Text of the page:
When did such wholesome and innocent things like riding a bike or liking vegetables turn into symbols of liberal decadence? Then again, take a look at the de facto head of the Republican Party, a man who evidently hasn't been on a bike or eaten a bite of fresh produce in decades. The Obamas, with their in-your-face fit physiques and ostentatiously heathy eating habits, must drive him crazy. Deepak Chopra rightly declares Limbaugh a symbol of anti-morality and offers an astute analysis of Limbaugh's appeal to his followers before concluding:
Maybe Limbaugh will suffer a heart attack and have an epiphany that healthy foods and exercise are not, in fact, subversive liberal causes to be derided. Or maybe he'll just suffer a heart attack and die, like poor Tim Russert. That may be the only way we'll ever get Limbaugh to go organic, is when he dies and rots--from radio host to compost.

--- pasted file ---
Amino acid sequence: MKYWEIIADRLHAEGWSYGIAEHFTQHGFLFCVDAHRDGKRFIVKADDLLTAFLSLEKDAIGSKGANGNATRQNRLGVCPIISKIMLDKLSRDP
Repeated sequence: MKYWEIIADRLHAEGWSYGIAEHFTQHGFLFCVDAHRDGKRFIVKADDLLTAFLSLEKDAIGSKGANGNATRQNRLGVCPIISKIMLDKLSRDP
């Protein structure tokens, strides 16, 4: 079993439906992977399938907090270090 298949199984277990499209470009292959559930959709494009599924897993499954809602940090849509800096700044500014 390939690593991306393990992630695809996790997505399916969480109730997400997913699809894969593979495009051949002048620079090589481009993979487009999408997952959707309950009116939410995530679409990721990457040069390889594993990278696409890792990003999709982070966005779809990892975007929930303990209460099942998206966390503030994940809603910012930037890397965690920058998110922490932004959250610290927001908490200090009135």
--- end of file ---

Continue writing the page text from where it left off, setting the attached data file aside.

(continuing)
Submitted by KAT on Mon, 03/02/2009 - 11:05pm.
Women farmers are leading the way in the sustainable ag revolution, as the CS Monitor noted last week. I first wrote about this movement back in 2005, and met one of its leaders when we traveled to Iowa in 2007: Denise O'Brien (pictured right, with me), founder of the Women, Food & Agriculture Network. Denise is just back from the Midwest Organic Farming Conference, where the mother of all treehuggers, Vandana Shiva, was one of the keynote speakers. We're pleased to share this dispatch from Eating Liberally's favorite farminist:
Submitted by KAT on Sun, 03/01/2009 - 12:26am.
You're probably busy worrying about things like insolvency and unemployment, and rightly so; our banks are taking on water faster than we can bail them out, while the job market--and our waterways--are evaporating as quickly as that pool of color-coded conservatives the GOP's called up to counter the Obama juggernaut.
Steele, Jindal, Keyes? Please. The Republicans ought to be waving a white flag, but they just can't let go of the confederate flag. Witness the witless mayor of Los Alamitas, Dean Grose, who circulated an e-mail depicting a watermelon patch on the White House lawn with the caption "No Easter egg hunt this year."